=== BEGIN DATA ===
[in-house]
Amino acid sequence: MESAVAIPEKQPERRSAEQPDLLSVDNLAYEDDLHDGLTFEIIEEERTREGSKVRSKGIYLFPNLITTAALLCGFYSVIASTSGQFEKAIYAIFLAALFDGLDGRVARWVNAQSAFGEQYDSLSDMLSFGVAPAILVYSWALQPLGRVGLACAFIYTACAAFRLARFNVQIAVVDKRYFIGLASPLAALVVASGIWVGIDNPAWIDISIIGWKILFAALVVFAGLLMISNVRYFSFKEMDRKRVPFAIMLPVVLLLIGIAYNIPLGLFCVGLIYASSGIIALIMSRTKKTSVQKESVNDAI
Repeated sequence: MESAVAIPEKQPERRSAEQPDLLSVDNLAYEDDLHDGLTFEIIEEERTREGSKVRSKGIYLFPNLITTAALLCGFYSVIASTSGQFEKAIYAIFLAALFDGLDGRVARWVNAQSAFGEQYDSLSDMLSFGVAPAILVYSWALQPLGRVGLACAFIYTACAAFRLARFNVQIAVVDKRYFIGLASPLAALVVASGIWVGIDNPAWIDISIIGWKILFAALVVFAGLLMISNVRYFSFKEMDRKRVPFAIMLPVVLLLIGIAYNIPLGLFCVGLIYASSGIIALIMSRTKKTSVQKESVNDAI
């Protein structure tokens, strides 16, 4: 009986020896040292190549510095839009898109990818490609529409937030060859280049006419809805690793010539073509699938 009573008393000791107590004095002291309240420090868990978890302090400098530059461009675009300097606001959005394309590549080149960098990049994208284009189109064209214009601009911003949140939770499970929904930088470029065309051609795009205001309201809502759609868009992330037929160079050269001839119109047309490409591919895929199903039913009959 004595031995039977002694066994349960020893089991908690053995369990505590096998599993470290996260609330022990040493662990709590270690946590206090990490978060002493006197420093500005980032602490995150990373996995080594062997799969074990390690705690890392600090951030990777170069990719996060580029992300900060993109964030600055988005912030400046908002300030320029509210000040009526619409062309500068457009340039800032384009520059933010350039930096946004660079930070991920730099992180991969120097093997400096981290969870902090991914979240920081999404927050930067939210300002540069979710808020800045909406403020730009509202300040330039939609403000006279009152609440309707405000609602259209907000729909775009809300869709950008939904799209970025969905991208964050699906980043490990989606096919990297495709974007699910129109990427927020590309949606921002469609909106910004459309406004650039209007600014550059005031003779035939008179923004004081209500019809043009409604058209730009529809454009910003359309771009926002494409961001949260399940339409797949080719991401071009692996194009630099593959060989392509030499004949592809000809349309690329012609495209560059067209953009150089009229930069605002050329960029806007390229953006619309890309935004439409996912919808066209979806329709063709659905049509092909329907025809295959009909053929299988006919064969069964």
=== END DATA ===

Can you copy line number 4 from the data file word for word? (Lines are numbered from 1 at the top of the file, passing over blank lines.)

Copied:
């Protein structure tokens, strides 16, 4: 009986020896040292190549510095839009898109990818490609529409937030060859280049006419809805690793010539073509699938 009573008393000791107590004095002291309240420090868990978890302090400098530059461009675009300097606001959005394309590549080149960098990049994208284009189109064209214009601009911003949140939770499970929904930088470029065309051609795009205001309201809502759609868009992330037929160079050269001839119109047309490409591919895929199903039913009959 004595031995039977002694066994349960020893089991908690053995369990505590096998599993470290996260609330022990040493662990709590270690946590206090990490978060002493006197420093500005980032602490995150990373996995080594062997799969074990390690705690890392600090951030990777170069990719996060580029992300900060993109964030600055988005912030400046908002300030320029509210000040009526619409062309500068457009340039800032384009520059933010350039930096946004660079930070991920730099992180991969120097093997400096981290969870902090991914979240920081999404927050930067939210300002540069979710808020800045909406403020730009509202300040330039939609403000006279009152609440309707405000609602259209907000729909775009809300869709950008939904799209970025969905991208964050699906980043490990989606096919990297495709974007699910129109990427927020590309949606921002469609909106910004459309406004650039209007600014550059005031003779035939008179923004004081209500019809043009409604058209730009529809454009910003359309771009926002494409961001949260399940339409797949080719991401071009692996194009630099593959060989392509030499004949592809000809349309690329012609495209560059067209953009150089009229930069605002050329960029806007390229953006619309890309935004439409996912919808066209979806329709063709659905049509092909329907025809295959009909053929299988006919064969069964």